‘India lags behind in R&D in the aerospace sector’

  • Aanchal Bedi, Hindustan Times, New Delhi
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  • Updated: Dec 03, 2013 01:24 IST

With Indian Space Research Organisation’s Mars Orbiter mission venturing out of the earth’s sphere for the first time, the country has crossed a major milestone in space
history.  India has joined the elite club of interplanetary ­travellers ,which includes the United States, Europe, and Russia.

Having said that, the country is still way behind in terms of research and development (R&D) in the aerospace industry. At present, India spends only 1% of its gross domestic product (GDP) on R&D, which is much below that of developed countries.

Satish Kaura, chairman of Samtel Group and co-chairman of CII National Committee on Defence and Aerospace ,says, “R&D is critical to the ­sustenance of the aerospace industry. Countries like Russia and the US spend large amounts on defence related R&D every year. In France, R&D ­activities absorb more than 15% of the annual turnover of French aerospace companies. We have to imbibe and promote such a culture of spending more on innovation and R&D. This will generate more employment in the country.”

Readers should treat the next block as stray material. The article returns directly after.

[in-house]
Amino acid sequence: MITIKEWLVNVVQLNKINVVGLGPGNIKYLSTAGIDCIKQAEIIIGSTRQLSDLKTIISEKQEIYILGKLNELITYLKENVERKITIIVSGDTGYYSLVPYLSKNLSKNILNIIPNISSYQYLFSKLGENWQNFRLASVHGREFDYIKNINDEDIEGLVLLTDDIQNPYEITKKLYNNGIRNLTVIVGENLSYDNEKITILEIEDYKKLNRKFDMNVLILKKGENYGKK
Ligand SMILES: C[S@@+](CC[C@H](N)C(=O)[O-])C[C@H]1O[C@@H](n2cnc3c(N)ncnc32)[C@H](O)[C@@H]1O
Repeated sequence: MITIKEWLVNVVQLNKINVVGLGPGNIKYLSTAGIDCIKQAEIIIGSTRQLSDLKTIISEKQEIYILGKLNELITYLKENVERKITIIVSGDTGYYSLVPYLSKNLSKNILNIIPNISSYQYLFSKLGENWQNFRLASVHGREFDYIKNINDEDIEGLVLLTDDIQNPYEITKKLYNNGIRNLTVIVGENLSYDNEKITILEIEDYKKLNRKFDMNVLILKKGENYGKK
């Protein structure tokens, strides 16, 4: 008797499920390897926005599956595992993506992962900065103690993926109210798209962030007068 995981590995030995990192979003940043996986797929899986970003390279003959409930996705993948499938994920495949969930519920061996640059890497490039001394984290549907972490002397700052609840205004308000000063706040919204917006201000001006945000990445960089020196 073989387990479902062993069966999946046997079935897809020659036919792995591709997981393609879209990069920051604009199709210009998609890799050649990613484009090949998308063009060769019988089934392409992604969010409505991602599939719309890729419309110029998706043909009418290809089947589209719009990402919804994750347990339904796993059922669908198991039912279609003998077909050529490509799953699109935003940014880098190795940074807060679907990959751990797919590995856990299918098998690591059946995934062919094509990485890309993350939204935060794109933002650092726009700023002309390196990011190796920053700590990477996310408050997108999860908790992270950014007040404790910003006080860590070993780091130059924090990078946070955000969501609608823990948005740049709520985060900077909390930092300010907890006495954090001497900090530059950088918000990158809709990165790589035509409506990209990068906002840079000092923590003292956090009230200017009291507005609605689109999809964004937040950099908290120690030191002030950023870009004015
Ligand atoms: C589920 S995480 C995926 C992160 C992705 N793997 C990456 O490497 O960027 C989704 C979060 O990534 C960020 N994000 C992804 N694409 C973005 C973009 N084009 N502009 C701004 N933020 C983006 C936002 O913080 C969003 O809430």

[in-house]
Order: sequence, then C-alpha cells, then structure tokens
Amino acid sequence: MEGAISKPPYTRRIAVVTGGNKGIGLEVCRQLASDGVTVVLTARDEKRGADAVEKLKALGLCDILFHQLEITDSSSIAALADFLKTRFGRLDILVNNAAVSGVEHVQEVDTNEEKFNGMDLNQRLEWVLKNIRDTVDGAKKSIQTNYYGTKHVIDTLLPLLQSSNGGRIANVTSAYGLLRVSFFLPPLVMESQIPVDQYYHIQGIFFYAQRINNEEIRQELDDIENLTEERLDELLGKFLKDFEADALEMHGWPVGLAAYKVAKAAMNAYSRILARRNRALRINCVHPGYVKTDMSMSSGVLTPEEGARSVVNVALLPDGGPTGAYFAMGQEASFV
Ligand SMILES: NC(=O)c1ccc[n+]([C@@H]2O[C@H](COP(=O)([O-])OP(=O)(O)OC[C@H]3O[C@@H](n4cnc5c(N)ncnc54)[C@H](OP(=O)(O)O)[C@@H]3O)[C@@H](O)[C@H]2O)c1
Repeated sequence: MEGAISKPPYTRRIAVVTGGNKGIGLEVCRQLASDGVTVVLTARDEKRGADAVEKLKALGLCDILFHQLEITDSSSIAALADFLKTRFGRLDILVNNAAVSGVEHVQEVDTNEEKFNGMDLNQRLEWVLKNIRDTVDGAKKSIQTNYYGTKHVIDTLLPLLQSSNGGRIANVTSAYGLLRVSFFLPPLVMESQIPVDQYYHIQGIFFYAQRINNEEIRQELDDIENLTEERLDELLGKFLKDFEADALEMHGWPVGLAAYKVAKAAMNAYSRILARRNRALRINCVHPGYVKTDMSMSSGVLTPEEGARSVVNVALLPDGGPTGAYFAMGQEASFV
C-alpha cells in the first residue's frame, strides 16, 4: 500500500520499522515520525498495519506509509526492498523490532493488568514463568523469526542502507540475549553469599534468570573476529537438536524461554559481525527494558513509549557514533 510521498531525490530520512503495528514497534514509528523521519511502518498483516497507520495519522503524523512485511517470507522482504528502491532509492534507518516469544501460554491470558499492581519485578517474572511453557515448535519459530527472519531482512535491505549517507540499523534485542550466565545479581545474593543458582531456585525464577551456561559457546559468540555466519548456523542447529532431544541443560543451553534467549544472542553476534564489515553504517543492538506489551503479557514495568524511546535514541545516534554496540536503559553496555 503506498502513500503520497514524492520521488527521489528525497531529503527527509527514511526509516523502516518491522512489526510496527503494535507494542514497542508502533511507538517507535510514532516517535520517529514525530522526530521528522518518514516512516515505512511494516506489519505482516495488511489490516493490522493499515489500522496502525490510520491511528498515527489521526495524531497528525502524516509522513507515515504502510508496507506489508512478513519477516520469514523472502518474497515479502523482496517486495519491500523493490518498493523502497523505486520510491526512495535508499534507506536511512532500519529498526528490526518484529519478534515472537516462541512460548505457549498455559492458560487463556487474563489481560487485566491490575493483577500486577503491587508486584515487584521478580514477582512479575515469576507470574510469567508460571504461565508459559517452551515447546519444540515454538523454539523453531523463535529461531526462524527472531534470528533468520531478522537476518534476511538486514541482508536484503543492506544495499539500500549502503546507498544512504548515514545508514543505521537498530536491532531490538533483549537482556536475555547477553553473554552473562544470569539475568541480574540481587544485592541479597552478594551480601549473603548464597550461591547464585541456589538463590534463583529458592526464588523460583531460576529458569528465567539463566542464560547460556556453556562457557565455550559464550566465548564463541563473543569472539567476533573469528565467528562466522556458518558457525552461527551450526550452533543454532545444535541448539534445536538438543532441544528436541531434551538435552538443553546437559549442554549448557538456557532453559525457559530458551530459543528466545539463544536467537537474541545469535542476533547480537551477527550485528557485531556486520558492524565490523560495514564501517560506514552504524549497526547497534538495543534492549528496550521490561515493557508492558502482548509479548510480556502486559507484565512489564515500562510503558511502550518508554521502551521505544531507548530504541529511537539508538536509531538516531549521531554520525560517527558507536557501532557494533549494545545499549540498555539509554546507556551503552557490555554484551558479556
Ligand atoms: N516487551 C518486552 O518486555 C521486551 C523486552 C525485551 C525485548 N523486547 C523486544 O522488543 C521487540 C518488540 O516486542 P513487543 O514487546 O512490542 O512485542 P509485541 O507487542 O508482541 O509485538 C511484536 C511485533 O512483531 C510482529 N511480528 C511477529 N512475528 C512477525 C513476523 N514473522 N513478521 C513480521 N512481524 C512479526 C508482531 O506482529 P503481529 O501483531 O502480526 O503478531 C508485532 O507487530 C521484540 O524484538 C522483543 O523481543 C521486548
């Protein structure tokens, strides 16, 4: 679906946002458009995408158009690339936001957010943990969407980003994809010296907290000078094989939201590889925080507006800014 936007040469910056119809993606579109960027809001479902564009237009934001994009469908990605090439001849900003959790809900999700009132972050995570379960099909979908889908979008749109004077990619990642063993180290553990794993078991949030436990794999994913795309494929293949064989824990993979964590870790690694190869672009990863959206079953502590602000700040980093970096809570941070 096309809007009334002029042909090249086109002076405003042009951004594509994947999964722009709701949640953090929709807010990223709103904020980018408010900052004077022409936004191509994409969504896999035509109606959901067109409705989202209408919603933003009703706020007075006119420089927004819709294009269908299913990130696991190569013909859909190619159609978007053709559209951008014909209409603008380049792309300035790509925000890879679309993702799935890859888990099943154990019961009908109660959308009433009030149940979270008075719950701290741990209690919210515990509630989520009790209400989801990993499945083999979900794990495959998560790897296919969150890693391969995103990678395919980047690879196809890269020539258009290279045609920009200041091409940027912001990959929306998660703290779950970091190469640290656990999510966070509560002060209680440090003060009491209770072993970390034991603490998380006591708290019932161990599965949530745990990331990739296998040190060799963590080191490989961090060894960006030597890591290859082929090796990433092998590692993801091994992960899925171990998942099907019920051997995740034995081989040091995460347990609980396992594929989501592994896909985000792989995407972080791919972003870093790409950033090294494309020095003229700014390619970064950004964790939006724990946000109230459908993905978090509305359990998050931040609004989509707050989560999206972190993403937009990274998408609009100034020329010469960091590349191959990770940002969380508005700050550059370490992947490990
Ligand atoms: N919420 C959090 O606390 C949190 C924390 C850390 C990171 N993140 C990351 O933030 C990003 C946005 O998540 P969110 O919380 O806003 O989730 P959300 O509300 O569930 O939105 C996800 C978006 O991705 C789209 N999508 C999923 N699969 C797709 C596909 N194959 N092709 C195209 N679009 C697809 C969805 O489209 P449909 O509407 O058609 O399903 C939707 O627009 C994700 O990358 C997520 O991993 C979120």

“The aerospace industry has a lot of potential. Currently, we are lacking in terms of human resource, finances and ­infrastructure. Mission mode with high political and resource back up is required,” says Anjan Das, executive director, CII.

Despite having 380 ­universities, 11,200 colleges, 1,500 research institutes and the second largest pool of ­scientists and engineers in the world, ­aeronautics is not a preferred subject of study in India.

“Most of the students who study aeronautics are working in other countries. Is it because the whole industry is reposed with the government or pay ­packages are not enough and there is no scope for growth in India? We need to encourage ­private ­players to come forward and employ the best of the lot,” says Air Marshal PP Reddy, VM, DG (inspection and safety), Indian Air Force.

“Indian Air Force is going to procure equipment and ­platforms worth US$150 billion in the next 15 years”, Reddy adds. “There is a growth of about 5% in passenger traffic. We are expected to have over 80 to 100 smaller airports coming up in smaller towns in the next few years. There is a requirement of 150 pilots per year, but it is sad that there aren’t many students graduating in aeronautics.”

 

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